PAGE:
THE World Bank’s recently released ‘Global Economic Prospects’ projects a picture of the Pakistan economy that is neither rosy nor bleak.

The economy will expand at an average annual modest rate of 5.4pc during 2016-18 in keeping with the 2015 (provisional) 5.1pc growth. For the same period (2016-18), fiscal deficit is likely to average 5.4pc of GDP just slightly better than 5.5pc for 2015 but representing a marked improvement over the 8.4pc level for FY13.

According to the World Bank report, Pakistan stands to benefit from three ‘tailwinds’ over the short- to medium-term.These are the China-Pakistan Economic Corridor (CPEC), the return of Iran to international economic community, and persistently low oil prices. The improving security situation, particularly in the commercial hub Karachi, will boost investor confidence and give impetus to growth.

It is imperative to achieve a broad agreement on how the CPEC would be implemented, otherwise a potentially beneficial project may prove counterproductive

At the same time, the multilateral donor warns of certain risks including high level of public debt — reaching 65pc of GDP —a substantial rise seen in public spending in view of 2018 national elections and a possible fall in remittances owing to economic slowdown in Gulf Cooperation Council (GCC) countries.

The implementation of the CPEC, and the outcome of government efforts to improve business climate and ease energy constraints will also bear upon how well or bad the economy performs.

Let’s evaluate some of the factors, identified by the World Bank, that may promote or inhibit the growth of the economy in short-to-medium term. Under the CPEC, which seeks to connect the Gwadar port with western China to facilitate China’s faster and comparatively economical access to the Gulf region, the Asian giant will inject $46bn into Pakistan, partly as investment and partly as credit. Out of this amount, $34bn will be spent on energy projects (mostly in the form of investment), while $12bn will go to infrastructure development (mostly in the form of credit) till 2030.

The CPEC investment is what the doctor orders for a country whose foreign direct investment inflows (FDI) have dried up over the years. In FY15, the country got meagre $852m FDI against $1.7bn a year earlier. In the first five months of this fiscal year (July-November), $540m FDI was received.

That said, there are couple of issues with the CPEC implementation. The foremost is the political risk. Before releasing billions of dollars for investment in another country, the donor sees how safe the recipient is for doing business with. A precarious security situation has been the country’s Achilles heel.

Though the security situation is improving, a lot of work needs to be done. Balochistan, where Gwadar is located, is a restive province.

The second issue is dispute over the corridor routes. Three routes have been envisaged. The western route starts from Burhan on the Peshawar-Islamabad motorway and after moving through DI Khan, Zhob, Quetta, Surab and Hoshab, ends at Gwadar.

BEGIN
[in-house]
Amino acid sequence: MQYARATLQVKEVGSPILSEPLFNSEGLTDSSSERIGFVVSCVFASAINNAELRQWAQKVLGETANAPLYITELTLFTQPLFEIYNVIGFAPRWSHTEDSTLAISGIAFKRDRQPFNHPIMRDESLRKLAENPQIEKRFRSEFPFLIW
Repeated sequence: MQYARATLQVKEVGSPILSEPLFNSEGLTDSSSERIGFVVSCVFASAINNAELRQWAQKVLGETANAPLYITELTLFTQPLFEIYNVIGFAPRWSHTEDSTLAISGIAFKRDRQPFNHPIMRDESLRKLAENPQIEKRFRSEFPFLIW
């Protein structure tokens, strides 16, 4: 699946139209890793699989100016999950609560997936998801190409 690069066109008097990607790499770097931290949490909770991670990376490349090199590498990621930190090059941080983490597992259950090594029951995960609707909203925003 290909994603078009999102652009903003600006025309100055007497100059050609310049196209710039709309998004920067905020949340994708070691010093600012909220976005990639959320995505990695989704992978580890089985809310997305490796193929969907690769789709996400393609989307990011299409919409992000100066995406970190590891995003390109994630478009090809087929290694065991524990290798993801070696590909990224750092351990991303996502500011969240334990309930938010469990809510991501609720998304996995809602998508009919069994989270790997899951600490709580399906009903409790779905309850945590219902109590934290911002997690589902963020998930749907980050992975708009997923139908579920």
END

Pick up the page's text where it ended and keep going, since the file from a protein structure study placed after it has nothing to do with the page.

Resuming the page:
The eastern route passes mainly through central Punjab and Sindh, while the central corridor will pass through Khyber-Pakhtunkhwa (KP), Punjab and Sindh.

There are two problems with the western route, whose major beneficiary would be KP and Balochistan. First, the en-route areas are relatively more underdeveloped and will need greater capital injection for development. Second, these areas are relatively more insecure.

Of late, the federal government has come under fire for allegedly being biased towards development of the eastern route at the expense of the western — a charge which Islamabad denies. Political parties based in KP and Balochistan have threatened to disrupt the CPEC execution in case their concerns are not addressed.

Whether these concerns are based on mere perception or reality is beside the point. The important thing is that a significant section of the polity has such perception. This makes it imperative to achieve a broad agreement on how the CPEC would be implemented otherwise a potentially beneficial project may prove counterproductive.

Persistently low oil prices are a doubled-edged sword, which cuts either way. Low oil prices mean comparatively low level of current account deficit as well as reduced cost of doing business, which will stimulate investment and growth. On the other hand, depression in energy prices has slowed down growth in GCC countries, which may adversely affect remittances from the Gulf region depressing consumer and investment demand at home.

The remittances also finance foreign trade deficit and provide a strong balance of payments support. In FY15, remittances reached $18.72bn compared with $5.49bn in FY07. Out of the $18.72bn, $12bn was remitted from the Gulf countries. Not only that, the Gulf states are important export markets for Pakistan.

In a related development, the removal of international sanctions on Iran opens up an important market for Pakistan’s exports. It may also further drive down world oil prices — good for our current account balance — and remove the biggest impediment to import of gas from Iran thus reducing energy shortage.


Published in Dawn, Business & Finance weekly, January 25th, 2016



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